I approach now. Because I heard Chet Atkins and I like his style very much. I can play any kind of music or I hope so, because I learned that kind of music by hearing all the country guitarists many years ago. I can play any kind of music because I was fascinated with these sounds. It depends if I enjoy that kind of music and I want to do that. If I enjoy something that I hear, I’ll have a go on it. I listen to country and classical music and I let these things flow in the music that I play in a band and solo. I am very happy about that. I listen to country music and I have a go on it. It’s not required. There are some great guitarists. I like to be influenced by other people. I like to hear good music. Music that means something. When I played with Martin Taylor I used to think: “What a terrifyingly great guitarist he is?!” He’s so good at many certain things that I am not. I like that. People ask how I do that and they don’t ask: “How they do that?” I listen to other people’s albums and collaborations.


Were you frustrated when some journalists harshly criticized the music of Yes?

I can’t say “no”. Yes. I don’t think they were right. This happened mostly in England. It’s very different in America. In America we had far less criticism, if any. We escaped criticism by staying for long periods of time in the States. Not only with Yes, but also with Asia, GTR and ABWH (Anderson Bruford Wakeman Howe).


Are you happy with the comeback of the vinyl records?

Yes, I’m very pleased. I never stopped buying and listening to vinyl records. Me and my family, we have more than 10.000 records. Yeah, I have a very good collection. I cherish them. You don’t cherish a download (laughs).  You have to look after a vinyl record. This doesn’t happen in digital. You have to turn the sides on the turntable. It needs patience. You could have big problems with defective records. You have a feeling that you can’t live without it. I know some people who don’t like the digital sound. They prefer the sound of a vinyl, like the way I do. We enjoy the sound, we enjoy the album cover, we enjoy that. With a vinyl record, you can immerse with the music itself.


How did it happen to play the flamenco guitar part on Queen’s song, “Innuendo” (1991)?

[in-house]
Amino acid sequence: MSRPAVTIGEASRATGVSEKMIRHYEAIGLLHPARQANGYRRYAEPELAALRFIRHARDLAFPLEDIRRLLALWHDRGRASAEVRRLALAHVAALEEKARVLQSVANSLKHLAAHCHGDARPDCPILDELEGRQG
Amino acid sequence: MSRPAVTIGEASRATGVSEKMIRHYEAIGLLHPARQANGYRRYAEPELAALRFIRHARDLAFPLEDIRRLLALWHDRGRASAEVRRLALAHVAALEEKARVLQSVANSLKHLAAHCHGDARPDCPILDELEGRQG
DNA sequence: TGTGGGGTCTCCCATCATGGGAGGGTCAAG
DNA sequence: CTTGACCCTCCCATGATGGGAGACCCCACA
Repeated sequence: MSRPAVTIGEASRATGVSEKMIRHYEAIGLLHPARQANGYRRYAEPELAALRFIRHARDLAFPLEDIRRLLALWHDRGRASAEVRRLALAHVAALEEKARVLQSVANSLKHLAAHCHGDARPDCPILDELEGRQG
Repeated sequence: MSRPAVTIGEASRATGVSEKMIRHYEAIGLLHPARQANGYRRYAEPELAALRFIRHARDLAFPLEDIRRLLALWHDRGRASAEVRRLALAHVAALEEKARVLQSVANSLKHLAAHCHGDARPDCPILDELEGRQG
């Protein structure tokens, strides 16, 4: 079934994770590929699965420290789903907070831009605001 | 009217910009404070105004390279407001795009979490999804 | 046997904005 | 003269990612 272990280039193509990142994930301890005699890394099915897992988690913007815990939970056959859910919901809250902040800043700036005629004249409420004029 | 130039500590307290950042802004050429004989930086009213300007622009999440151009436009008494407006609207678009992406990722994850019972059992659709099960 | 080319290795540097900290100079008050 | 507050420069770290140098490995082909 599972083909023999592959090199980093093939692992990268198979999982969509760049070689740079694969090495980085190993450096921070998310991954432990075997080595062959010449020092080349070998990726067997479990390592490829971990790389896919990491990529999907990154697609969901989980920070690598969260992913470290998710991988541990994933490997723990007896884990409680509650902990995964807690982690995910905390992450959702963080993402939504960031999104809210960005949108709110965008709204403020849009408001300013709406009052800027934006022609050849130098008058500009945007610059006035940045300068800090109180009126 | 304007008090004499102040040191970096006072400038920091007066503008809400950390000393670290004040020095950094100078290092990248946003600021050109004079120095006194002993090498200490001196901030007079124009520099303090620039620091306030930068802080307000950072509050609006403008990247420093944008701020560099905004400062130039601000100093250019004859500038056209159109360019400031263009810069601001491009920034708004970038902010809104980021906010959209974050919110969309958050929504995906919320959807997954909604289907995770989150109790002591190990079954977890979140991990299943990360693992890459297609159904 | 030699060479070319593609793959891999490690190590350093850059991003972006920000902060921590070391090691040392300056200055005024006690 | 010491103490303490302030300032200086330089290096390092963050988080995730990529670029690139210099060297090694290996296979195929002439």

It happened by chance. I was in Switzerland, I stopped to have lunch and I met Martin Groves, who was Queen’s equipment supervisor and he told me to come to the studio. They played me the whole album. Last they played “Innuendo” and I thought it was an amazing, amazing song. And they asked me if I would like to play. So, I played a little bit. I didn’t play too much. So, I improvised, I played a few lines on the top of the whole thing. So, that’s it. It was nice. I had it a go. It’s not really long, but it’s a nice thing. It was nice that I was able to play with Queen and especially with Freddie, which was his last record.


Do you have happy memories of the shows that Tomorrow played at the legendary UFO Club?

Oh, yeah!! I mean, crazy, crazy days! Very formative and a little out of control. As human beings, everybody was a little out of control (laughs). But we had a great time. It was a time when you looked around, you could feel the emotion and have fun. We didn’t stay together for too long. It was a time when I tried to find out what to do and different ways to play. We played night after night. Everybody was dancing (laughs). We had a great time. It was very exciting. You could listen to other groups, like The Beatles, you could do vocal harmonies and get good ideas.


If you remember, Jimi Hendrix joined you on stage at the UFO Club.

Yeah, I do. Jimi got up and picked up Junior’s bass (ed: John “Junior” Wood –Tomorrow bassist) and he started playing with that. It was amazing. We didn’t play together for too long, but we had a great time.


Is there any question that you would like to answer, but nobody asked you?

(Laughs) Just let me think about it. I guess, not really. Because I ‘ve done too many interviews in my life and I think some of them are quite good. But in another life, it would be nice if the interviewer really listens to the music, to what comes from it. That will be a development. Interviews are part of my work. I’ve done them for too long. Eventually, I don’t like to answer to any questions (laughs). People ask the same questions, basically. I think you can’t talk about music per se. Music per se, means music alone. You can talk about things about music. But talking about the music itself, it’s quite difficult. So, maybe we shouldn’t talk about music or maybe we should find a better language to describe THE music. We can talk about compositions, we can talk about musicians, we can talk about performances, we can talk about different things. Which all are associated with the music, but it’s not actually about the music itself. I think that we had a good conversation today.


A huge “THANK YOU” to Mr Steve Howe for his time and to Ben Conway for his valuable help.